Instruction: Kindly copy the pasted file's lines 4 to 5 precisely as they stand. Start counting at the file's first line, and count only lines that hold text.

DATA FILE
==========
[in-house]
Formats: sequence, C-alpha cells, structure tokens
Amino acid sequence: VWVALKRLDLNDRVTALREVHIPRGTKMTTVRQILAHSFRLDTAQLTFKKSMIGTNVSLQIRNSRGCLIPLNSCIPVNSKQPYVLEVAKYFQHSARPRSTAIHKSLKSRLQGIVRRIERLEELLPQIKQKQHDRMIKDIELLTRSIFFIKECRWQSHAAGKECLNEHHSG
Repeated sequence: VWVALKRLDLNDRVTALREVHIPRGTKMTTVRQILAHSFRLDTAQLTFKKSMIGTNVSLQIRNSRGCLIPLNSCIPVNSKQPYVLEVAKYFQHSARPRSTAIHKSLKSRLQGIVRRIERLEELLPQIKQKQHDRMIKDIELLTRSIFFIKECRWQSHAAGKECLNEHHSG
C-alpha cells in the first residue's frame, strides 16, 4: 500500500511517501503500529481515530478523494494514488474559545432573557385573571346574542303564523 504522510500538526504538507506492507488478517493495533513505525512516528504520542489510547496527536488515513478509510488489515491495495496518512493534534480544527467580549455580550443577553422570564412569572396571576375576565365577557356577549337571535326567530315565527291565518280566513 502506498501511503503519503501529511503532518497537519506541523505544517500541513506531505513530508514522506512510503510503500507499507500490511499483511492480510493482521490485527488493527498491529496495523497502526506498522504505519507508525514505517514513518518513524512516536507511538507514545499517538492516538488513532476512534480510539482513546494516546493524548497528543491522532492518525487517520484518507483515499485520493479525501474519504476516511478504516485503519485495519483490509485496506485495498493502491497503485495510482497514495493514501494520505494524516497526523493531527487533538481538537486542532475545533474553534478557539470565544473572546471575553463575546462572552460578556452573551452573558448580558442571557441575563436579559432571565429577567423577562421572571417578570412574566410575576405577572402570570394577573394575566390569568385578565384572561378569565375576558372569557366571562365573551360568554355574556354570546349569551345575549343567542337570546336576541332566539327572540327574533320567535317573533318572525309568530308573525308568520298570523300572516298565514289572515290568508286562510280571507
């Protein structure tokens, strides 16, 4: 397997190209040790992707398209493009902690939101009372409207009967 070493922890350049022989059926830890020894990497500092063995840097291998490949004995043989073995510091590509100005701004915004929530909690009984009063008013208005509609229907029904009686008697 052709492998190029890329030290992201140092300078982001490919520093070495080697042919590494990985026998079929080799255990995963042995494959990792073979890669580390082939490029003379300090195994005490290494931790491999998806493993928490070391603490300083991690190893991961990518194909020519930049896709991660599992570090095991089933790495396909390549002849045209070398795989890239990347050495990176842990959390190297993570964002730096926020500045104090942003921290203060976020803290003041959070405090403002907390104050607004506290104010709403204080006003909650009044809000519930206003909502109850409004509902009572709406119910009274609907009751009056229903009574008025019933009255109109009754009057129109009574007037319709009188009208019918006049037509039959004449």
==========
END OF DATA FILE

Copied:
Repeated sequence: VWVALKRLDLNDRVTALREVHIPRGTKMTTVRQILAHSFRLDTAQLTFKKSMIGTNVSLQIRNSRGCLIPLNSCIPVNSKQPYVLEVAKYFQHSARPRSTAIHKSLKSRLQGIVRRIERLEELLPQIKQKQHDRMIKDIELLTRSIFFIKECRWQSHAAGKECLNEHHSG
C-alpha cells in the first residue's frame, strides 16, 4: 500500500511517501503500529481515530478523494494514488474559545432573557385573571346574542303564523 504522510500538526504538507506492507488478517493495533513505525512516528504520542489510547496527536488515513478509510488489515491495495496518512493534534480544527467580549455580550443577553422570564412569572396571576375576565365577557356577549337571535326567530315565527291565518280566513 502506498501511503503519503501529511503532518497537519506541523505544517500541513506531505513530508514522506512510503510503500507499507500490511499483511492480510493482521490485527488493527498491529496495523497502526506498522504505519507508525514505517514513518518513524512516536507511538507514545499517538492516538488513532476512534480510539482513546494516546493524548497528543491522532492518525487517520484518507483515499485520493479525501474519504476516511478504516485503519485495519483490509485496506485495498493502491497503485495510482497514495493514501494520505494524516497526523493531527487533538481538537486542532475545533474553534478557539470565544473572546471575553463575546462572552460578556452573551452573558448580558442571557441575563436579559432571565429577567423577562421572571417578570412574566410575576405577572402570570394577573394575566390569568385578565384572561378569565375576558372569557366571562365573551360568554355574556354570546349569551345575549343567542337570546336576541332566539327572540327574533320567535317573533318572525309568530308573525308568520298570523300572516298565514289572515290568508286562510280571507